Every now and again an article pops up in media outlets concerning the approaching “cliff” in the level of government funding for nonprofits. Like small seismic warnings, these predictions seem to go unnoticed by most nonprofit leadership. Make no mistake, however—it is coming. The only thing that is uncertain is how quickly—and drastically—direct public support will be withdrawn. So what’s an organization to do?
I, for one, do not see this as Armageddon but a golden opportunity for worthy charitable organizations with critical missions to distinguish themselves and demonstrate their value. Market forces acting upon the charitable world will clarify the community worth of many organizations and require that they demonstrate their value to their constituencies.
Basic generosity has not gone away. Research continues to show philanthropy as elastic and with significant untapped potential (Cygnus, 2012). What has changed is the willingness by many who would be generous to give indiscriminately. Donors are demanding more transparency, more accountability along with a stronger emphasis upon outcomes by the charitable organizations they support. This is especially true among younger philanthropists—think “entrepreneurial philanthropy.” I’m not sure what that means, and I doubt many of those who espouse it really know, but the growing strength of market forces acting directly upon the nonprofit world is indisputable.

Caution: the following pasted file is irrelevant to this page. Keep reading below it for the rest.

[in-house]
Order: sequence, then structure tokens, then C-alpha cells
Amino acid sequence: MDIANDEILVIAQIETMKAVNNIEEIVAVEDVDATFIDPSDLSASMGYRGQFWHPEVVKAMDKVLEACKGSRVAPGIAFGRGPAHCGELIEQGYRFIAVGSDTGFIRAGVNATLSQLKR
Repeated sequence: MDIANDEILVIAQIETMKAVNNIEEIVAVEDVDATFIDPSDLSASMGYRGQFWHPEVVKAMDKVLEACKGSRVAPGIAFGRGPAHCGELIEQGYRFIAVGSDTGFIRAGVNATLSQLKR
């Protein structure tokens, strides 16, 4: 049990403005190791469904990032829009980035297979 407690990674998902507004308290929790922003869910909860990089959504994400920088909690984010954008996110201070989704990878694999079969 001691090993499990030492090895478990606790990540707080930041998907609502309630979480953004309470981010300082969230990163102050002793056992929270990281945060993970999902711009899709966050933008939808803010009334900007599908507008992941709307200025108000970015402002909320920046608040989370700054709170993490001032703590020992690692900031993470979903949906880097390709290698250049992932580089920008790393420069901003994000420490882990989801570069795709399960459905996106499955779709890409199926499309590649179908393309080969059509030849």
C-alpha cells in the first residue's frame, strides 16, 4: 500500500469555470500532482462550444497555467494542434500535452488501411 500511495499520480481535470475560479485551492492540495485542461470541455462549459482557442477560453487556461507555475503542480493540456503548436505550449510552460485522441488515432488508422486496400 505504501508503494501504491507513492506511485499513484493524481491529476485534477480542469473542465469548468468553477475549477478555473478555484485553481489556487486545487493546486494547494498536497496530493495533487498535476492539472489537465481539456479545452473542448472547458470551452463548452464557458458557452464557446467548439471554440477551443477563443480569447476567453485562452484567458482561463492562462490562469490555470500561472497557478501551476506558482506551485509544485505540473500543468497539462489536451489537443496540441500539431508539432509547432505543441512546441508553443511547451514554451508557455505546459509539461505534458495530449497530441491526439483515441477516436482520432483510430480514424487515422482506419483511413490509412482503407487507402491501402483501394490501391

How a charitable organization responds to these forces will largely determine its future and relevance. The best option is to embrace the change rather than fight against it. Continuing to behave as though it’s “business as usual”; bemoaning the situation with calls that “the sky is falling”; or simply hoping that the boogey man will go away will only lead to irrelevance or extinction.
The good news is that I believe that there is still ample opportunity—and time—for charitable organizations to learn and adapt to the open market of worthy missions from which well-motivated philanthropists will choose to invest. Remember it’s not what’s being given to charity now—it’s what could be with full engagement of the philanthropic community.
In the next few posts, I’ll be exploring the ways in which charitable organizations can develop a healthy response to the withdrawal of public funding and sharing ideas how they can embrace market forces and turn them to their advantage.
Here’s to the future!
Larry C Johnson
LinkedIn: Larry C Johnson, CFRE
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